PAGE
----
BMW - UX ANALYSIS & PROTOTYPE (APP & INFOTAINMENT)
1. To produce and develop UX solutions for BMW’s iDrive – the infotainment system. There are four functions to improve and design for, these are:
- Device Connectivity
- Communication (calling)
- Virtual Key
2. Create a working prototype for each tasks, as well as a promotional video showcasing them.
Timeframe: 10 weeks
- UX Research – industry, user, target audience & personas, empathy maps, user flows & journeys, information architecture, and sitemaps.
- Video Editing
View Infotainment System Prototype on XD
View Mobile App Prototype on XD
“Consumers want cars that bring the communication & entertainment capabilities of their phones into their cars.” (Consumer Reports, 2017)
The biggest competitors in this industry with the most satisfied users are Tesla and Audi (MMI). One of the reasons Tesla users are very satisfied is because of the size of the infotainment display. A bigger screen makes it easier, for the driver especially, to see information, to find whatever function they need, and lessens the chances of making mistakes by pressing the wrong button or when using the keyboard. Other competitors fall short for many reasons, like the system being overly complicated, outdated UI, costly packages, touch screen responsiveness and difficulties, and other issues that distract the driver more than they help. These make up the majority of the users’ pain points. Another user frustration includes start-up time; some infotainment systems require some time to start, and this can be especially frustrating when the user is in a hurry or needs to make an urgent phone call for example.
There are numerous technologies that can be implemented to enhance the overall in-vehicle user experience; the most promising being voice control. A common technology is touch screens. Automakers are now teaming the touch screens with rotary controllers to aid in on-screen navigation and touch pads to write on. These are notably seen in BMW and Audi vehicles. Others include gesture control, heads-up display, virtual cockpits, sensors, and so forth. However, with the introduction of new technologies, greater security risks and more limitations come with it. For example, vehicles are being teamed up with respective mobile apps and this can pose as a major security risk when critical system functions are being handled through a third party.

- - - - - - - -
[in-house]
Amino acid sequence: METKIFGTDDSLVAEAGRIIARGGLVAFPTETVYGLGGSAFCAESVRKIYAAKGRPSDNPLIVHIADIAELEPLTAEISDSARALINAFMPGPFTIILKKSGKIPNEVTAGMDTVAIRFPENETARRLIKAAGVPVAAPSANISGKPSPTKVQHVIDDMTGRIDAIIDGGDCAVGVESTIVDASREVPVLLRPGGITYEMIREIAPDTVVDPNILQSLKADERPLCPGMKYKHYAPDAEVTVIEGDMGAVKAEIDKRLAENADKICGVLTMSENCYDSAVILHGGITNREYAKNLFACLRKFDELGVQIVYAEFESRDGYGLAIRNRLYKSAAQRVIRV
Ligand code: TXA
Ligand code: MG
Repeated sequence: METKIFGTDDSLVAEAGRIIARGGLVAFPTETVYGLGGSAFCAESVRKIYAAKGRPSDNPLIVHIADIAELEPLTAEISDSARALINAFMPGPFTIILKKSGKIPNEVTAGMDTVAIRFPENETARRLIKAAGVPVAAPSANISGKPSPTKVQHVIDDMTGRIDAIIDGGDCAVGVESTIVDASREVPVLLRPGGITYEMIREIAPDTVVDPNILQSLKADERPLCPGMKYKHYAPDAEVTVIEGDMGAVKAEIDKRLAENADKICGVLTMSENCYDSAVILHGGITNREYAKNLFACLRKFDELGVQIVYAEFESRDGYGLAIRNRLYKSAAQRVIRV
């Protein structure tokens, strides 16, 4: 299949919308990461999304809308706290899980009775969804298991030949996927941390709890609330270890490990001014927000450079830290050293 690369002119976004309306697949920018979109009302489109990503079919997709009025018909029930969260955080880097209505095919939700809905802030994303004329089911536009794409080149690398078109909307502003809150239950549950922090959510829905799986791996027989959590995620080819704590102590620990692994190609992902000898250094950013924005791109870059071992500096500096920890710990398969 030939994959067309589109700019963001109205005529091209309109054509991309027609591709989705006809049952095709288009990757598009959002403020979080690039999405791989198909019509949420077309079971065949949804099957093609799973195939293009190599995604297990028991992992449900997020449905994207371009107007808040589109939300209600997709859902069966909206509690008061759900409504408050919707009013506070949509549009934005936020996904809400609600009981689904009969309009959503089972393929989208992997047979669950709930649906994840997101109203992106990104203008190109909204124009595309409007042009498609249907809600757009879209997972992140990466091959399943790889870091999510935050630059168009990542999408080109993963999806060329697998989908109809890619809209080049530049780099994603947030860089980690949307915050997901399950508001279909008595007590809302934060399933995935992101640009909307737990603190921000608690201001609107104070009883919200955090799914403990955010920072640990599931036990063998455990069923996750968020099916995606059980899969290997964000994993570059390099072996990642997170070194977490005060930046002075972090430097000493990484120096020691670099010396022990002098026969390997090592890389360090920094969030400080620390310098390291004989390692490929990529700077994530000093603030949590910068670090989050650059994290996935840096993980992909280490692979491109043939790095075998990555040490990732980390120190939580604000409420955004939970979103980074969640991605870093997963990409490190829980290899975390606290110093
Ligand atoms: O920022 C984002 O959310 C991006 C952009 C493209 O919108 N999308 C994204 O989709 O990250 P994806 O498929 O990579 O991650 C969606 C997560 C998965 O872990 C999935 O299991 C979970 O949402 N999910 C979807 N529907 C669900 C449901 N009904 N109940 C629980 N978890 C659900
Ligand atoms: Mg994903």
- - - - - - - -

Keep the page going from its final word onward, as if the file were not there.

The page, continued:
BMW introduced a mobile app & worked on adding more features to the vehicle and its infotainment system in an attempt to ride the innovation wave of the automotive industry, but it fell short to say the least. This is due to a number of reasons; some of them being:
- The obvious inconsistency of the design between the apps and the infotainment system.
- The low ratings & dissatisfied reviews of users (it apparently does not work).
- Discrepancies between Android and iOS.
- Gesture control is not ideal when driving.
The infotainment automotive market is growing exponentially as the world is becoming more digital and users are growing more attached to their mobile devices; which is how we saw the introduction of mirroring apps like AndroidAuto and Apple CarPlay. Previously, while vehicles take up to 5 years to go through the production process, the infotainment UI and software inevitably fall behind the hardware. Moreover, ‘these were often very technology-pushed ideas instead of user-focused, as it is very hard to predict future user-needs’ (Medium, 2018), and ‘the result is that infotainment systems are routinely ranked as the least satisfying feature for car owners’ (ContentSquare, 2019). However, automakers today are putting UX design in the forefront. UX in this industry has become a very important factor that would easily make or break a car’s infotainment system.
Target Audience & Personas
The main platforms are the car’s infotainment system and the BMW Connected mobile app.
The user’s mobile phone is a major part of the experience in their vehicle, and it is essential for functions like the virtual key and communications. As for the infotainment system, it is important for the navigation and for communication. The infotainment will work hand-in-hand with the heads-up display. The design outputs will mainly consist of voice control, however, there will be use of the heads-up display for navigation and calling, and minor use of the virtual cockpit.